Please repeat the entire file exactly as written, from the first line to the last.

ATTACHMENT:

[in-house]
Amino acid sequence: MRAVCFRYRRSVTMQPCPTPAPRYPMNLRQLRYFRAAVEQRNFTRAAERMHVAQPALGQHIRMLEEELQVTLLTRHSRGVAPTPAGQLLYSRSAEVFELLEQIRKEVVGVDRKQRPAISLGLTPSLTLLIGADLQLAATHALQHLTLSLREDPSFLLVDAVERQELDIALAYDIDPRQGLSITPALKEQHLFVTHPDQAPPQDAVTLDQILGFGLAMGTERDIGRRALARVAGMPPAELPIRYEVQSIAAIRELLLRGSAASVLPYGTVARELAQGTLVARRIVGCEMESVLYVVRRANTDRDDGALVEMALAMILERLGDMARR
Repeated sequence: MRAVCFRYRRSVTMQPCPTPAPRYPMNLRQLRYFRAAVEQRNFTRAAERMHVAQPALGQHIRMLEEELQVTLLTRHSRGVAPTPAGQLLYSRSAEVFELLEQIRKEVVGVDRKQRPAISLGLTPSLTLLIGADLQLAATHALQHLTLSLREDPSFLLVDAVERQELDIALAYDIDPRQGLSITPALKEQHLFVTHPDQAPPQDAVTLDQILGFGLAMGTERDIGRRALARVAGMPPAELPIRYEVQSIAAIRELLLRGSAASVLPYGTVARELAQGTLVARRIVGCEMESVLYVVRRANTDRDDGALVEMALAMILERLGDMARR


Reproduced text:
[in-house]
Amino acid sequence: MRAVCFRYRRSVTMQPCPTPAPRYPMNLRQLRYFRAAVEQRNFTRAAERMHVAQPALGQHIRMLEEELQVTLLTRHSRGVAPTPAGQLLYSRSAEVFELLEQIRKEVVGVDRKQRPAISLGLTPSLTLLIGADLQLAATHALQHLTLSLREDPSFLLVDAVERQELDIALAYDIDPRQGLSITPALKEQHLFVTHPDQAPPQDAVTLDQILGFGLAMGTERDIGRRALARVAGMPPAELPIRYEVQSIAAIRELLLRGSAASVLPYGTVARELAQGTLVARRIVGCEMESVLYVVRRANTDRDDGALVEMALAMILERLGDMARR
Repeated sequence: MRAVCFRYRRSVTMQPCPTPAPRYPMNLRQLRYFRAAVEQRNFTRAAERMHVAQPALGQHIRMLEEELQVTLLTRHSRGVAPTPAGQLLYSRSAEVFELLEQIRKEVVGVDRKQRPAISLGLTPSLTLLIGADLQLAATHALQHLTLSLREDPSFLLVDAVERQELDIALAYDIDPRQGLSITPALKEQHLFVTHPDQAPPQDAVTLDQILGFGLAMGTERDIGRRALARVAGMPPAELPIRYEVQSIAAIRELLLRGSAASVLPYGTVARELAQGTLVARRIVGCEMESVLYVVRRANTDRDDGALVEMALAMILERLGDMARR